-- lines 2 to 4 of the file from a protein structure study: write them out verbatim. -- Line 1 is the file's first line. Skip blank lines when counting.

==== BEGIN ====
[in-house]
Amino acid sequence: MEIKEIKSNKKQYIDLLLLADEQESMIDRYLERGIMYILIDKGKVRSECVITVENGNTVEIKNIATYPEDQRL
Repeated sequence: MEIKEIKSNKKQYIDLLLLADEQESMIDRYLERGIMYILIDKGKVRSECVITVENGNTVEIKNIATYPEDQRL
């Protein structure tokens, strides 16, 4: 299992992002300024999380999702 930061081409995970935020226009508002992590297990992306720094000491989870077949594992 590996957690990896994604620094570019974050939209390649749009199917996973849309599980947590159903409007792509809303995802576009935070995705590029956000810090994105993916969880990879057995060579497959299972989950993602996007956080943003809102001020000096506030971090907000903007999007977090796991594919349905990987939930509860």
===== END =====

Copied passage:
Amino acid sequence: MEIKEIKSNKKQYIDLLLLADEQESMIDRYLERGIMYILIDKGKVRSECVITVENGNTVEIKNIATYPEDQRL
Repeated sequence: MEIKEIKSNKKQYIDLLLLADEQESMIDRYLERGIMYILIDKGKVRSECVITVENGNTVEIKNIATYPEDQRL
């Protein structure tokens, strides 16, 4: 299992992002300024999380999702 930061081409995970935020226009508002992590297990992306720094000491989870077949594992 590996957690990896994604620094570019974050939209390649749009199917996973849309599980947590159903409007792509809303995802576009935070995705590029956000810090994105993916969880990879057995060579497959299972989950993602996007956080943003809102001020000096506030971090907000903007999007977090796991594919349905990987939930509860």